By Carrie B. Cherveny

In today’s complicated world of leave management, it’s not enough for human resource professionals to be aware of the abundance of relevant laws and the particular circumstances to which they apply.

The bigger challenge may lie in knowing how to navigate those perfect storm situations when they all apply simultaneously, specifically, workers’ compensation, the Family and Medical Leave Act (FMLA), the Americans with Disabilities Act (ADA) and the Affordable Care Act (ACA).

In terms of leave management, here’s an overview of their separate implications:

  • Workers’ Comp: This is a state-based statutorily required insurance program providing wage replacement, medical, and rehabilitation benefits related to the workplace injury for as long as the claim requires or until it’s settled and/or closed.
  • FMLA: This law provides employee benefits protections and job restoration rights. Organizations employing 50 or more within a 75-mile radius must provide FMLA benefits for up to 12 weeks (26 for servicemember leave) to eligible employees for qualifying events. Qualifying events include, among other things, birth, adoption, fostering of a child, family member serious health condition, and caring for a service member with a serious injury incurred in the line of duty.
  • ADA: Organizations employing 15 or more employees must provide a reasonable accommodation to an employee with a qualifying condition so that he/she may perform the essential functions of his/her job. The employer and employee must engage in an “interactive process” in an effort to arrive at a reasonable accommodation. The EEOC has stated that in some circumstances an accommodation may include a leave of absence.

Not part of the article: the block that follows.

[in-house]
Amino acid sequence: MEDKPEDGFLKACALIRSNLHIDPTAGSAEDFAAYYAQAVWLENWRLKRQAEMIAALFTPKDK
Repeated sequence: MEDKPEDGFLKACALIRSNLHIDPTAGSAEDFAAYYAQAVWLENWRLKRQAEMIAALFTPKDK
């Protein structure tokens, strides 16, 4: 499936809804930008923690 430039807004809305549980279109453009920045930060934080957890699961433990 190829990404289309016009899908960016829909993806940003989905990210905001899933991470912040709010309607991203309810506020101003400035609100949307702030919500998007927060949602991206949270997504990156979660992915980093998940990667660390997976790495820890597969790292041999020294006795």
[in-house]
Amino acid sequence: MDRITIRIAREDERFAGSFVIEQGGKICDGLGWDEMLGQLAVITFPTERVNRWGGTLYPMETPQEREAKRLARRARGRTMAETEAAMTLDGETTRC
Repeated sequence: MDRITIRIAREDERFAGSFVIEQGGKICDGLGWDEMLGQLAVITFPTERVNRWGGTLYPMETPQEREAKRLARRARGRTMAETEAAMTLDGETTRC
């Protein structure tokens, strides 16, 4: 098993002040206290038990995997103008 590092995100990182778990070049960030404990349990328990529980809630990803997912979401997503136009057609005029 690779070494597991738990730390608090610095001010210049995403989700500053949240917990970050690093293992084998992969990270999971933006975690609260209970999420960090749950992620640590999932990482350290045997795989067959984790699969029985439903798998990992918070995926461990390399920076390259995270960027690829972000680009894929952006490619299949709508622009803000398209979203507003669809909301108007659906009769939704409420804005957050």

• ACA: Employers must offer minimum essential coverage, of minimum value that is affordable to eligible employees. Eligible employees includes full-time (reasonably expected to work at least 30 hours weekly) and variable hour employees (those employees not reasonably expected to work 30-hours or more each week). Variable Hour employee’s hours are measured over a pre-determined measurement period. If the employee averages at least 30-hours each week (or 130 hours each month) during the measurement period, he or she is eligible for health insurance benefits for the duration of the subsequent “stability” period. While in a stability period, an employee’s eligibility for benefits does not vary based on hours worked. So long as the employee pays for his/her share of the premium and remains employed the health insurance coverage remains in-force.

Each of these regulations has unique obligations that often intersect:

  1. Workplace injury.
    An employee who experiences a workplace injury that includes “lost time” may also be eligible for the FMLA and potentially the ADA Many workers’ compensation programs require a transitional/light duty program. The ADA likewise requires, at a minimum, that the employer engage in the interactive process to determine whether the employee is entitled to a reasonable accommodation to perform the essential functions of the job. Moreover, during the FMLA leave, the employee, whether full-time or classified as variable hour and in a stability period, should remain on the health plan so long as his/her share of the premiums are paid.